In Praise of Primulas
Apr 15, 2022
The cheerful countenance of a primula is such a welcome sight. They pierce late winter’s gloom with their earnest wee faces, announcing the arrival of spring. Their dainty, little beauty speaks to a simpler time, of childhood innocence and bygone days, wistfully recalled. And within these small, brightly coloured packages come the best of things- the warmth of remembrance; the renewal of hope; and the sweetness of life in that very moment.
IN THE WILD
...primulas are happiest in the damper, shadier places and can be found adorning mountain valleys and rocky ridges; gracing the grasslands and open woodlands; thriving on embankments and under hedgerows. Growing from northern and eastern Europe, across North Africa to the Himalayas and through China to Japan, there are around 500 known species.
Primulas are multi-flowered, rising from a sturdy stem in loose umbrels or tightly-packed spheres or nestled low, atop a rosette of leaves. Left to their own devices, primula species merrily interbreed in nature, constantly creating new hybrids.
IN THE GARDEN
...primulas suit a variety of styles, from the pleasant ramble of a cottage garden to the clean, modern aesthetic of an urban garden. Depending on the species, they grow well in rockeries, beds, borders, bog gardens, containers and in Auricola Theatres. An amiable companion plant, they mix well with a lot of other genii that enjoy similar conditions. These carefree flowers tend to look their best when allowed to naturalise freely. They will form neat clumps that will soon carpet the area with their vernal optimism.
IN FOLKLORE AND MYTHOLOGY
...the primula has meaning in many cultures.
To the Celts, it is associated with the fairies. Used with yellow gorse as a Beltaine decoration, bunches of primroses were left on the doorstep, encouraging the hidden folk to bless the house within. T'was said that if one ate the blossom, one could expect to see a fairy soon after. Patches of delicate yellow primroses were believed to be portals to the fairies' realm, for primroses grew in Tir na nOg.
In Norse mythology, primulas are one of Freya's flowers, for they are golden like the goddess of love. Called "Lady's Keys", oxlips could open the gates to milady's hall and were used in Vernal Equinox ceremonies of life and rebirth, dedicated to the Norse Goddess.
In the mythology of the Romans, primulas were a gift to the earth from the gods Flora and Priapus to honour their son Paralisos after he died of a broken heart. The Victorians took this myth as the basis for their custom of planting primula on the graves of children, accounting for their abundance in churchyards across England.
In the Victorian Language of Flowers, however, primulas symbolise young love, the I-cannot-live-without-you kind.
While in Japan, primula indicates the longer lasting variety of love and is often used in spring Ikebana arrangements, given as a token of abiding affection.
In England, Ireland and Scotland, fresh leaves were rubbed on toothaches or used in salves and poultices on wounds. In the spring, the flowers were gathered to make Cowslip Wine. Its sedative properties make it a good treatment for insomnia and later, by Tudor herbalists, in a tincture to calm nervous conditions.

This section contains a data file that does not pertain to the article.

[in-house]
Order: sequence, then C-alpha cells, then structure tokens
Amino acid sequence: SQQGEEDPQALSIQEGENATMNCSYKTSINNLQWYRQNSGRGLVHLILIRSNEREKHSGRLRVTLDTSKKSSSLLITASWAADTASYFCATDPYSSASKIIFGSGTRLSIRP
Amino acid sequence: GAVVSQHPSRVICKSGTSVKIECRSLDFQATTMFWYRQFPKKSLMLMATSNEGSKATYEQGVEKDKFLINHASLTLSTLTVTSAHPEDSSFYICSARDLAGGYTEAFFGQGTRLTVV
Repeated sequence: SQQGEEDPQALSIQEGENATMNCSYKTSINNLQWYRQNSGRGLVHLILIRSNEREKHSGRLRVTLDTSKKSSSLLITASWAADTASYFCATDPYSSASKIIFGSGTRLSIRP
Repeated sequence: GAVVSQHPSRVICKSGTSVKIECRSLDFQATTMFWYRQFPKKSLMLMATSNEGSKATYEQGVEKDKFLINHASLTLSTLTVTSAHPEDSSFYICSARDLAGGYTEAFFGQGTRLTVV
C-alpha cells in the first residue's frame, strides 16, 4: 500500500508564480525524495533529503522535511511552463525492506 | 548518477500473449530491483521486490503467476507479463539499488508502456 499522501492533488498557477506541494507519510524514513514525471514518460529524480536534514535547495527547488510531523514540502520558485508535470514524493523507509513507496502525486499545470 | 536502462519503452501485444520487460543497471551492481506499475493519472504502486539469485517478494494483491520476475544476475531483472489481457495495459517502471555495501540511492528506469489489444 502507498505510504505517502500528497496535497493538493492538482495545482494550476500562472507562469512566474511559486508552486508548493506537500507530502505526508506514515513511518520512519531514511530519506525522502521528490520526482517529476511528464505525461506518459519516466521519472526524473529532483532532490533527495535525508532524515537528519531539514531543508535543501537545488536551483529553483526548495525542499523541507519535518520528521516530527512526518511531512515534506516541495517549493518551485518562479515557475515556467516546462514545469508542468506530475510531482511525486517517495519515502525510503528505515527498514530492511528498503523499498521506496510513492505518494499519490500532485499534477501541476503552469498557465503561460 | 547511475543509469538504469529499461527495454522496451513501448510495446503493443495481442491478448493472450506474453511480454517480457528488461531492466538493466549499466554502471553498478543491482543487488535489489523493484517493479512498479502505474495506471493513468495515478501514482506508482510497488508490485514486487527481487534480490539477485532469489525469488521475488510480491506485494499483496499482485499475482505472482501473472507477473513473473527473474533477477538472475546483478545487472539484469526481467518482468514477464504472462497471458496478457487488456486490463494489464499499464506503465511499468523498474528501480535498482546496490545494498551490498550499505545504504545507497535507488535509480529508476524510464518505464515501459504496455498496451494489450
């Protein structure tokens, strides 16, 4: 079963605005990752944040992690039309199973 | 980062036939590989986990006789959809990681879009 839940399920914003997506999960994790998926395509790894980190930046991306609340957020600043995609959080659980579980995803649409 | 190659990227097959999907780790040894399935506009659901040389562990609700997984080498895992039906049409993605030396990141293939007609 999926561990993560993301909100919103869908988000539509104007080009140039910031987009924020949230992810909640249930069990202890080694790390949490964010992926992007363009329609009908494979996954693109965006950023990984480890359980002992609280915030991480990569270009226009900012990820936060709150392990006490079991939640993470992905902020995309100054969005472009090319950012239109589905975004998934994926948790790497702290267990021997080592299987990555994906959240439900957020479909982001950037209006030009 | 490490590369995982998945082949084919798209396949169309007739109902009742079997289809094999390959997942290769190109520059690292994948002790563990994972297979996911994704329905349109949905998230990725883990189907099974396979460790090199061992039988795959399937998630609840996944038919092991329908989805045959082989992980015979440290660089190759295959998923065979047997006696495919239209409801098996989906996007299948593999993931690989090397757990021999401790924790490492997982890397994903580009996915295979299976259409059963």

Skylarks and Primroses, Woodblock print with ink and colour on paper c. 1805-10
Kubo Shunman, Japanese artist 1757-1820
Still Life with Primroses, Pears and Pomegranates, Oil on canvas, c. Late 19th century
By Henri Fantin-Latour, French artist 1836-1904
Tuft of Cowslips, Gouache on vellum 1526, Albrecht Durer, German artist 1471-1528
Pansies and Primroses, Oil on canvas c.1941, Alfred Arthur Brunel-Neuville, French artist 1851-1941
Still Life with a Book and Primroses, Mixed media on canvas 1886, Marga Toppelius-Kiseleff
Finnish artist 1862-1924
Still Life with Apples and a Pot of Primroses, Oil on canvas c.1890, By Paul Cezanne
French artist 1839-1906, Image via The Metropolitan Museum of Art
Behold, my love, how green the
The primrose banks how fair;
The balmy gales awake the flowers,
And wave thy flowing hair.
- " Behold, my love, How Green the Groves"
By Robert Burns
Scottish poet and lyricist
Thy smiles I note, sweet early Flower,
That peeping from thy rustic bower
The festive news to earth dost bring,
A fragrant messenger of Spring.
- To a Primrose
By Samuel Taylor Coleridge
Give us again the song of birds,
The scent of blossoms on the air,
The rustle of the growing grass,
The dainty primrose, sweet and fair.
By Mary Dow Brine
Over hill, over dale,
Thorough bush, thorough brier,
Over park, over pale,
Thorough flood, thorough fire!
I do wander everywhere,
Swifter than the moon's sphere;
And I serve the Fairy Queen,
To dew her orbs upon the green;
The cowslips tall her pensioners be;
In their gold coats spots you see;
Those be rubies, fairy favours;
In those freckles live their savours;
I must go seek some dewdrops here,
And hang a pearl in every cowslip's ear.
"A Fairy's Song"
From A Midsummer Night's Dream
By William Shakespeare
English poet and playwright
A big thank you to our friend, CJ Ward, garden designer extraordinaire, for writing this fantastic celebration of Primulas and spring time!
Alicia & Sara-Jane at Virens Studio
Virens is a studio based in Vancouver, Canada that specializes in Ecological Planting Design, Urban Greening Consultation and Hort Writing. Please get in touch with us today, and don't forget to follow us on Instagram @virensstudio
All images, except where indicated, are via Wiki Commons. Contact for full photo credit list.
© Virens Studio 2023 (all photos are used for demonstration purposes and do not necessarily belong to us.)
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